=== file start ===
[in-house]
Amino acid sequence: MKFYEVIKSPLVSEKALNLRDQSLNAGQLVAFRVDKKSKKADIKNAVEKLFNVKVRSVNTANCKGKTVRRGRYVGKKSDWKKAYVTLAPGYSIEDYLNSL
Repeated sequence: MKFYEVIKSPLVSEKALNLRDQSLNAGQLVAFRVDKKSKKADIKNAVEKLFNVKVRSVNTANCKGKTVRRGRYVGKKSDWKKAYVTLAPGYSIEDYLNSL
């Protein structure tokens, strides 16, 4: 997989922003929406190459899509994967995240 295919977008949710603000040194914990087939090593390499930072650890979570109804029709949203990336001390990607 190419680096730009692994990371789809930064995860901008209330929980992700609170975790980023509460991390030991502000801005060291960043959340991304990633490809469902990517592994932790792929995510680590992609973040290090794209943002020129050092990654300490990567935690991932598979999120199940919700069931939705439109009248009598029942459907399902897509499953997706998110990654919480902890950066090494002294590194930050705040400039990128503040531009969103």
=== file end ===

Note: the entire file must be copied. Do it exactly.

[in-house]
Amino acid sequence: MKFYEVIKSPLVSEKALNLRDQSLNAGQLVAFRVDKKSKKADIKNAVEKLFNVKVRSVNTANCKGKTVRRGRYVGKKSDWKKAYVTLAPGYSIEDYLNSL
Repeated sequence: MKFYEVIKSPLVSEKALNLRDQSLNAGQLVAFRVDKKSKKADIKNAVEKLFNVKVRSVNTANCKGKTVRRGRYVGKKSDWKKAYVTLAPGYSIEDYLNSL
């Protein structure tokens, strides 16, 4: 997989922003929406190459899509994967995240 295919977008949710603000040194914990087939090593390499930072650890979570109804029709949203990336001390990607 190419680096730009692994990371789809930064995860901008209330929980992700609170975790980023509460991390030991502000801005060291960043959340991304990633490809469902990517592994932790792929995510680590992609973040290090794209943002020129050092990654300490990567935690991932598979999120199940919700069931939705439109009248009598029942459907399902897509499953997706998110990654919480902890950066090494002294590194930050705040400039990128503040531009969103």